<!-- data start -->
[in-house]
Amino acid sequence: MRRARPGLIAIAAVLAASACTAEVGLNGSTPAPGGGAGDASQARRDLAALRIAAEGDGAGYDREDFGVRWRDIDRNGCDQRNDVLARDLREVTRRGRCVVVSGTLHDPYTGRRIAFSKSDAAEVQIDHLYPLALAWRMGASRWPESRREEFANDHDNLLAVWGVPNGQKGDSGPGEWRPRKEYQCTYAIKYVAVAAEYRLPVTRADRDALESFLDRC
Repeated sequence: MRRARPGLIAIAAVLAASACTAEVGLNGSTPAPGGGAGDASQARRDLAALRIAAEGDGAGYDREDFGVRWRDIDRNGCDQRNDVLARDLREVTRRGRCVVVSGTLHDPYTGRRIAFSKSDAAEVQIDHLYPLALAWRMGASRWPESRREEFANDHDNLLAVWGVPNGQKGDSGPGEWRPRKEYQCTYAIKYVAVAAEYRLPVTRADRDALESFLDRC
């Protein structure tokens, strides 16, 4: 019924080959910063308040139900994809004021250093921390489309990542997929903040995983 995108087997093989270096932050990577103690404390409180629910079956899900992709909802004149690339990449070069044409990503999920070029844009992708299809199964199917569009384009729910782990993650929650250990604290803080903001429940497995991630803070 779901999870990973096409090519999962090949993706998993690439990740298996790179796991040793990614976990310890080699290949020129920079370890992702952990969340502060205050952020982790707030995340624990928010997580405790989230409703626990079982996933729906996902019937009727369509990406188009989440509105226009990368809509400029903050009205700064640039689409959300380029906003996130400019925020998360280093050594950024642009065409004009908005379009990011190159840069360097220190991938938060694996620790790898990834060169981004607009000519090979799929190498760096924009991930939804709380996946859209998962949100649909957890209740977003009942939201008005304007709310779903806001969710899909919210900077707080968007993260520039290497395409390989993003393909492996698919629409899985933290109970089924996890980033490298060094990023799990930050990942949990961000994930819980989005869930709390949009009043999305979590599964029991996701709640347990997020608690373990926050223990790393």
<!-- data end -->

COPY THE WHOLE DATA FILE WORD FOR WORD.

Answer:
[in-house]
Amino acid sequence: MRRARPGLIAIAAVLAASACTAEVGLNGSTPAPGGGAGDASQARRDLAALRIAAEGDGAGYDREDFGVRWRDIDRNGCDQRNDVLARDLREVTRRGRCVVVSGTLHDPYTGRRIAFSKSDAAEVQIDHLYPLALAWRMGASRWPESRREEFANDHDNLLAVWGVPNGQKGDSGPGEWRPRKEYQCTYAIKYVAVAAEYRLPVTRADRDALESFLDRC
Repeated sequence: MRRARPGLIAIAAVLAASACTAEVGLNGSTPAPGGGAGDASQARRDLAALRIAAEGDGAGYDREDFGVRWRDIDRNGCDQRNDVLARDLREVTRRGRCVVVSGTLHDPYTGRRIAFSKSDAAEVQIDHLYPLALAWRMGASRWPESRREEFANDHDNLLAVWGVPNGQKGDSGPGEWRPRKEYQCTYAIKYVAVAAEYRLPVTRADRDALESFLDRC
């Protein structure tokens, strides 16, 4: 019924080959910063308040139900994809004021250093921390489309990542997929903040995983 995108087997093989270096932050990577103690404390409180629910079956899900992709909802004149690339990449070069044409990503999920070029844009992708299809199964199917569009384009729910782990993650929650250990604290803080903001429940497995991630803070 779901999870990973096409090519999962090949993706998993690439990740298996790179796991040793990614976990310890080699290949020129920079370890992702952990969340502060205050952020982790707030995340624990928010997580405790989230409703626990079982996933729906996902019937009727369509990406188009989440509105226009990368809509400029903050009205700064640039689409959300380029906003996130400019925020998360280093050594950024642009065409004009908005379009990011190159840069360097220190991938938060694996620790790898990834060169981004607009000519090979799929190498760096924009991930939804709380996946859209998962949100649909957890209740977003009942939201008005304007709310779903806001969710899909919210900077707080968007993260520039290497395409390989993003393909492996698919629409899985933290109970089924996890980033490298060094990023799990930050990942949990961000994930819980989005869930709390949009009043999305979590599964029991996701709640347990997020608690373990926050223990790393």